Welcome to War

Welcome to War

From Chicken Soup for the Nurse's Soul Second Dose

Welcome to War

War is a series of catastrophes that results in a victory.

Georges Clemenceau

I was twenty-two years old when, on a whim, I volunteered to go to Vietnam. It was the autumn of 1970 and, despite my age, I was considered an experienced pediatric nurse, to be assigned to the U.S. Army’s only children’s hospital in Quang Tri.

It was a long flight overseas with only a brief stop in Hawaii. Some soldier, barely old enough, offered to buy me a drink at the airport bar. I was so impressed with the fun, the camaraderie, and just plain courtesy I observed on that trip over. A naturally shy person, I was overwhelmed by how many men came over to meet me. They made me feel as if they were honored to be in my presence because I had volunteered to care for them. All throughout my weeks of basic training I had noticed the near reverence with which we nurses were treated.

I landed in Vietnam at night, at the Bien Hoa airstrip outside of Saigon. I’ll never forget that night, my first introduction to warfare. From the bus we heard thundering guns, saw the eerie lightning, and witnessed the extreme poverty of the war’s victims. They huddled in cardboard huts, their fragile homes advertising corporate giants like General Electric, Ford, and Westinghouse.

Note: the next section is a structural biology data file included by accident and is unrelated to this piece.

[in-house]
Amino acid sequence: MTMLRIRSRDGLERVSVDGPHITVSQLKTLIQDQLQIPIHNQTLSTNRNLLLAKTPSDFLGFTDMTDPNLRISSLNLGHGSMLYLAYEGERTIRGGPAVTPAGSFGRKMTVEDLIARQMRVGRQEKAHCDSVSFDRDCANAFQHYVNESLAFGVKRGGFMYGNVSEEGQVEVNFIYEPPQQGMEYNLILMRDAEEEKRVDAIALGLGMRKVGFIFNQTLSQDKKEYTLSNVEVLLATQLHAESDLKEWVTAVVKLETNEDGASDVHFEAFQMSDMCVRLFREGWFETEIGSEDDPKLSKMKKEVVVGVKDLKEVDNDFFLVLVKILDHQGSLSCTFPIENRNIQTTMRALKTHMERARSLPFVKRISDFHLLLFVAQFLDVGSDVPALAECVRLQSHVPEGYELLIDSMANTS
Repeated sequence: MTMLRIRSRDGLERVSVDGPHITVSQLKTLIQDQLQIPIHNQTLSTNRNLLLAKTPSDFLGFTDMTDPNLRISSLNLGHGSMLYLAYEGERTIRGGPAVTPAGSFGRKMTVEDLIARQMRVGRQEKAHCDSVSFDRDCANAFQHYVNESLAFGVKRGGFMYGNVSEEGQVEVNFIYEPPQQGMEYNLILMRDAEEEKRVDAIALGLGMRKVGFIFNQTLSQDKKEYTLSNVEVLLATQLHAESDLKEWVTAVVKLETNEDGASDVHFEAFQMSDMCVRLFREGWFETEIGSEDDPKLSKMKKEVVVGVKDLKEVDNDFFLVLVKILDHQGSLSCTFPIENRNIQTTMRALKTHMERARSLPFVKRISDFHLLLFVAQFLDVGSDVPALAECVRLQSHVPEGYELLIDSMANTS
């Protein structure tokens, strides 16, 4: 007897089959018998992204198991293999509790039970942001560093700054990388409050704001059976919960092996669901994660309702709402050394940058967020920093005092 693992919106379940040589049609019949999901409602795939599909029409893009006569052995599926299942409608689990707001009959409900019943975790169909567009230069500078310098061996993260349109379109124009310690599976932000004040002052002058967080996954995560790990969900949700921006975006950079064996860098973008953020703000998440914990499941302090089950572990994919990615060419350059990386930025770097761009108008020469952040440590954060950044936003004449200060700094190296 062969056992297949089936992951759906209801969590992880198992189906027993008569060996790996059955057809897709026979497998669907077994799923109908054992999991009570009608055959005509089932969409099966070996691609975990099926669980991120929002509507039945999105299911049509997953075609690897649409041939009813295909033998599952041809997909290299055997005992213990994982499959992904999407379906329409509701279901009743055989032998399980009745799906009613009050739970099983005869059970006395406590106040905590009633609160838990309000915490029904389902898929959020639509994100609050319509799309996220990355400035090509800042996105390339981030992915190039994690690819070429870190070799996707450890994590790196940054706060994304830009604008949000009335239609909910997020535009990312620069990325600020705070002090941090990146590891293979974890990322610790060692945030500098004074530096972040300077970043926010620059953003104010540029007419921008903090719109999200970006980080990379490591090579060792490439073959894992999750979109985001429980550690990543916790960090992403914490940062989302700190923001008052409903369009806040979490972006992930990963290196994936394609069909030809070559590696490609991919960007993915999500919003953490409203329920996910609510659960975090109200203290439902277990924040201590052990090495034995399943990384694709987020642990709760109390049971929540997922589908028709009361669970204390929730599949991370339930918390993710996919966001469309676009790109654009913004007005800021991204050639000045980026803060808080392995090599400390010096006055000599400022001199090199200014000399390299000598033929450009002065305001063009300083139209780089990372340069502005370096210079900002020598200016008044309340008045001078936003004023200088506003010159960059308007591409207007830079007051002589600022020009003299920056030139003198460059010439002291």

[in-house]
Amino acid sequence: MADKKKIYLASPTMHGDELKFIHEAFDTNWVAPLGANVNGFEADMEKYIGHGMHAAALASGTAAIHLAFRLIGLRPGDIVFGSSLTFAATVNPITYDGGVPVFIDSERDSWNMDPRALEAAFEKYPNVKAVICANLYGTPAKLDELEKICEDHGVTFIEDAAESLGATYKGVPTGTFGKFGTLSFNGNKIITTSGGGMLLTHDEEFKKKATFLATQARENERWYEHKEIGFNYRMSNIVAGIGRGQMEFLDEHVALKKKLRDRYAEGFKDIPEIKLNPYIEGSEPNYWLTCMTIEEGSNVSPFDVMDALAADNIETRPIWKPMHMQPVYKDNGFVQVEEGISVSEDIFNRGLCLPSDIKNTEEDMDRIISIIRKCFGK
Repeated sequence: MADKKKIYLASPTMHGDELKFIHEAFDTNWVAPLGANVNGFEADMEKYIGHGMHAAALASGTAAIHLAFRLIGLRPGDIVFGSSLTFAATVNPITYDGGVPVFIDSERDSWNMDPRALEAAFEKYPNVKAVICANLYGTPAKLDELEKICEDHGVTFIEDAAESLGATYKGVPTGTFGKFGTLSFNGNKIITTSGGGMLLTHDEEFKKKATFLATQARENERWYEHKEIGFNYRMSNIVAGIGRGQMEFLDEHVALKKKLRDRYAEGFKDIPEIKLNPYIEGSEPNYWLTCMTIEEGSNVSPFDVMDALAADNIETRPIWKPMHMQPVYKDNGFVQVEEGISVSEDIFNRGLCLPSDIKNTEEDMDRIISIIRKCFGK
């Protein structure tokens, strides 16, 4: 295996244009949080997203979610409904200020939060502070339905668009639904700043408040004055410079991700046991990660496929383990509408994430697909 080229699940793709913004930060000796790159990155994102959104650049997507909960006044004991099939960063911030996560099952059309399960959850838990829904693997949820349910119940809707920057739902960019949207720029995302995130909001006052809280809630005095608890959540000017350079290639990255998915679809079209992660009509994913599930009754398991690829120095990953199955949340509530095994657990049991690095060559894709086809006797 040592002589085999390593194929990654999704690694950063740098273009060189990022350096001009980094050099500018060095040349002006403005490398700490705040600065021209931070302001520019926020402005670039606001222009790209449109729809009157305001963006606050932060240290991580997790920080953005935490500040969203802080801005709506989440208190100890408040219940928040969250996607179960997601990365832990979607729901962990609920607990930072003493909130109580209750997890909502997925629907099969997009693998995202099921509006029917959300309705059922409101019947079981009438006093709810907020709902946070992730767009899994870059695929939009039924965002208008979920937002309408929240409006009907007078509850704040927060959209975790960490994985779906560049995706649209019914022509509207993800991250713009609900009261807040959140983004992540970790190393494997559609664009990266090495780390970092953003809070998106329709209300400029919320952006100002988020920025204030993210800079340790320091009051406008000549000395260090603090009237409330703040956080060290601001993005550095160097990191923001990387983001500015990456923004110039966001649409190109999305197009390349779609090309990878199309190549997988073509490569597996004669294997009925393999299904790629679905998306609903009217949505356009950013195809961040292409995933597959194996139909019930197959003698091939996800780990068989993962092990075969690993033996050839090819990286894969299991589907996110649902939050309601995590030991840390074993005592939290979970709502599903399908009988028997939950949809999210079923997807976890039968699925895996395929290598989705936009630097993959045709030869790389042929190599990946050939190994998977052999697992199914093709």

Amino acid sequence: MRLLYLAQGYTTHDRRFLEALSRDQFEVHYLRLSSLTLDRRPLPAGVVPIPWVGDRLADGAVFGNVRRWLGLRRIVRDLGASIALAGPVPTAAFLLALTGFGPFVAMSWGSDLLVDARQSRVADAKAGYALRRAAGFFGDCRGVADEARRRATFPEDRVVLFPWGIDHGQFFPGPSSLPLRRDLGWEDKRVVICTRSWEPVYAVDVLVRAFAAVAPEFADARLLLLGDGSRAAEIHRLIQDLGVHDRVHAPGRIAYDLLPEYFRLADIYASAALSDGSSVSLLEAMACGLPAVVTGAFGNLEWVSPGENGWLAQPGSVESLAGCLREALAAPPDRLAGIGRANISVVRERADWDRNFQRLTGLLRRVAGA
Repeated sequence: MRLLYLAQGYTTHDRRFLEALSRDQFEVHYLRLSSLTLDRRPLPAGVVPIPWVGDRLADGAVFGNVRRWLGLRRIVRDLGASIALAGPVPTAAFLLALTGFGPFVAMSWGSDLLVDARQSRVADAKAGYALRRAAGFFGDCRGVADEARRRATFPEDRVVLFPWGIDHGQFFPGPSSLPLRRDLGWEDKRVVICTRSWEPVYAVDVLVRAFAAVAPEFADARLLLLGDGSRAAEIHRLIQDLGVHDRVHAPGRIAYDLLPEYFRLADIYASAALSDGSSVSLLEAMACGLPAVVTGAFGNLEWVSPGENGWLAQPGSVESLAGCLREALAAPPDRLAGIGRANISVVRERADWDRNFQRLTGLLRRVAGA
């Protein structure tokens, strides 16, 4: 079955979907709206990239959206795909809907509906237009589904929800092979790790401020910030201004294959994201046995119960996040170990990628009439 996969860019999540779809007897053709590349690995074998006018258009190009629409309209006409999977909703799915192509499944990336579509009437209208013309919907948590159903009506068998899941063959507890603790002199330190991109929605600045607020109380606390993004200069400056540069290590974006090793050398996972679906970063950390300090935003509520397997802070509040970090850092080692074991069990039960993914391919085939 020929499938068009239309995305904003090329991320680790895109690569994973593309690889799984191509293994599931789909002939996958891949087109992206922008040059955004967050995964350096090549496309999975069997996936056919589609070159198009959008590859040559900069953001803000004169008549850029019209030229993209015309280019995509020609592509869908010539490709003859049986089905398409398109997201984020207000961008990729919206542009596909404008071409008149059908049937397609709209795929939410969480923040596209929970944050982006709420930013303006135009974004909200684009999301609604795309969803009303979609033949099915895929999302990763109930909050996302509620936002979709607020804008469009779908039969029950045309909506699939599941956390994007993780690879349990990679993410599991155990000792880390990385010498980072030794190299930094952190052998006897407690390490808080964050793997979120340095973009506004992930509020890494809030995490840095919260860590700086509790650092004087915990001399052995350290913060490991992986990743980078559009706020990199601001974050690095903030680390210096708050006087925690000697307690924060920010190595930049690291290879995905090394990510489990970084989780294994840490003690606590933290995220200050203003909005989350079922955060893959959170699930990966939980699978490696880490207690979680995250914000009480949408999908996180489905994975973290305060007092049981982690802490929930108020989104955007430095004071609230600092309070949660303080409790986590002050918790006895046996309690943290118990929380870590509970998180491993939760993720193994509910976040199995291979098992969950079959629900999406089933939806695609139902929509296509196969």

I wondered what was in store for me.

A few days later I was flown north, to within five miles of the demilitarized zone separating South Vietnam from our enemy, the Communist Republic of North Vietnam. The airport near the hospital where I was to work was a busy place; military jets were taking off all around me. I had never felt quite so alone. Then I heard someone call “Lieutenant Burghart?” I found myself surrounded by several young American soldiers from the 18th surgical hospital and the 237th Dust off unit. They had a tradition of greeting new nurses with a helicopter ride, carrying them across the street.

However, one man in the Dust off unit scoffed, “Flying across the street to pick up a nurse is a waste of time!”

Another whispered to me, “Private Geoffrey Morris’s unit just lost three helicopters and their crews.”

No wonder he didn’t have much room for frivolity in war.

It wasn’t long before I heard from Geoff Morris again. He was strolling down the hospital corridor soon after my arrival and heard me asking someone to donate blood for one of my young patients. When I was unsuccessful, he watched as I took blood from my own arm for the child.

Thirty-five years have gone by since then, and Geoff still likes to tell our four children that that was the moment he fell in love with me.

Emily Morris

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